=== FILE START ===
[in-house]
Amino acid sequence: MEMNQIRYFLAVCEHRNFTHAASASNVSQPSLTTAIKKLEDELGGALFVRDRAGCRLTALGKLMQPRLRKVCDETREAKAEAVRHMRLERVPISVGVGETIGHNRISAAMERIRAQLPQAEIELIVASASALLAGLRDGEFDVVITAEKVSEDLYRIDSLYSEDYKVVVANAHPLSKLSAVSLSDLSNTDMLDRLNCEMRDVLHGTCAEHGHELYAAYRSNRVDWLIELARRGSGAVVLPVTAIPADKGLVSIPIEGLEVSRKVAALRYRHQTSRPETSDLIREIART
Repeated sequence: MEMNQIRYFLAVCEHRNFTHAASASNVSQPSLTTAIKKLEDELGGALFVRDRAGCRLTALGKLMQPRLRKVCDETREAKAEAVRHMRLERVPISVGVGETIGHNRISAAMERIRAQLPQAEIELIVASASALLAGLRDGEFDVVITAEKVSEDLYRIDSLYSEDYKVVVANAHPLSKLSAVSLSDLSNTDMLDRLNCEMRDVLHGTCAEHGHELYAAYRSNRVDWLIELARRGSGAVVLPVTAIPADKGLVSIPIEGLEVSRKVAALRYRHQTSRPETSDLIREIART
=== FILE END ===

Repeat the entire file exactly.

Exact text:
[in-house]
Amino acid sequence: MEMNQIRYFLAVCEHRNFTHAASASNVSQPSLTTAIKKLEDELGGALFVRDRAGCRLTALGKLMQPRLRKVCDETREAKAEAVRHMRLERVPISVGVGETIGHNRISAAMERIRAQLPQAEIELIVASASALLAGLRDGEFDVVITAEKVSEDLYRIDSLYSEDYKVVVANAHPLSKLSAVSLSDLSNTDMLDRLNCEMRDVLHGTCAEHGHELYAAYRSNRVDWLIELARRGSGAVVLPVTAIPADKGLVSIPIEGLEVSRKVAALRYRHQTSRPETSDLIREIART
Repeated sequence: MEMNQIRYFLAVCEHRNFTHAASASNVSQPSLTTAIKKLEDELGGALFVRDRAGCRLTALGKLMQPRLRKVCDETREAKAEAVRHMRLERVPISVGVGETIGHNRISAAMERIRAQLPQAEIELIVASASALLAGLRDGEFDVVITAEKVSEDLYRIDSLYSEDYKVVVANAHPLSKLSAVSLSDLSNTDMLDRLNCEMRDVLHGTCAEHGHELYAAYRSNRVDWLIELARRGSGAVVLPVTAIPADKGLVSIPIEGLEVSRKVAALRYRHQTSRPETSDLIREIART